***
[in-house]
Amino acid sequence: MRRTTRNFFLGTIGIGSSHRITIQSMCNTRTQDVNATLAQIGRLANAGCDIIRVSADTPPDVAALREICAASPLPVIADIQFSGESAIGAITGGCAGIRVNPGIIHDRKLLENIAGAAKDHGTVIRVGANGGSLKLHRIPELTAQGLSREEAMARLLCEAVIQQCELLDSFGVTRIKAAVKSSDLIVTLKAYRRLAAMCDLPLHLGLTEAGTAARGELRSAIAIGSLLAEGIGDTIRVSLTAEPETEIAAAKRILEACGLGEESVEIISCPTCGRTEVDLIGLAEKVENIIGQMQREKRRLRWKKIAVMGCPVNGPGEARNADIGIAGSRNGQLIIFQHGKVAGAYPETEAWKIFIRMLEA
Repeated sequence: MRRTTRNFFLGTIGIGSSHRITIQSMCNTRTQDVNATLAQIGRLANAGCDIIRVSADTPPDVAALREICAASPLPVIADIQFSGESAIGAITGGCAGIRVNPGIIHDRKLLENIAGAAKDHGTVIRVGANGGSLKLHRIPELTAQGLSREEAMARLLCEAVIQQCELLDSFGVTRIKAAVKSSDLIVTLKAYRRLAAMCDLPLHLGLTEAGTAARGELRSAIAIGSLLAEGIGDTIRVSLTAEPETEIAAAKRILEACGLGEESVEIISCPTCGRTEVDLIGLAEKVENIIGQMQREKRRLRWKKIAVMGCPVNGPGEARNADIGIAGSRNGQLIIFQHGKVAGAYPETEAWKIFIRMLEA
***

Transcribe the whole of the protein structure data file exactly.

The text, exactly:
[in-house]
Amino acid sequence: MRRTTRNFFLGTIGIGSSHRITIQSMCNTRTQDVNATLAQIGRLANAGCDIIRVSADTPPDVAALREICAASPLPVIADIQFSGESAIGAITGGCAGIRVNPGIIHDRKLLENIAGAAKDHGTVIRVGANGGSLKLHRIPELTAQGLSREEAMARLLCEAVIQQCELLDSFGVTRIKAAVKSSDLIVTLKAYRRLAAMCDLPLHLGLTEAGTAARGELRSAIAIGSLLAEGIGDTIRVSLTAEPETEIAAAKRILEACGLGEESVEIISCPTCGRTEVDLIGLAEKVENIIGQMQREKRRLRWKKIAVMGCPVNGPGEARNADIGIAGSRNGQLIIFQHGKVAGAYPETEAWKIFIRMLEA
Repeated sequence: MRRTTRNFFLGTIGIGSSHRITIQSMCNTRTQDVNATLAQIGRLANAGCDIIRVSADTPPDVAALREICAASPLPVIADIQFSGESAIGAITGGCAGIRVNPGIIHDRKLLENIAGAAKDHGTVIRVGANGGSLKLHRIPELTAQGLSREEAMARLLCEAVIQQCELLDSFGVTRIKAAVKSSDLIVTLKAYRRLAAMCDLPLHLGLTEAGTAARGELRSAIAIGSLLAEGIGDTIRVSLTAEPETEIAAAKRILEACGLGEESVEIISCPTCGRTEVDLIGLAEKVENIIGQMQREKRRLRWKKIAVMGCPVNGPGEARNADIGIAGSRNGQLIIFQHGKVAGAYPETEAWKIFIRMLEA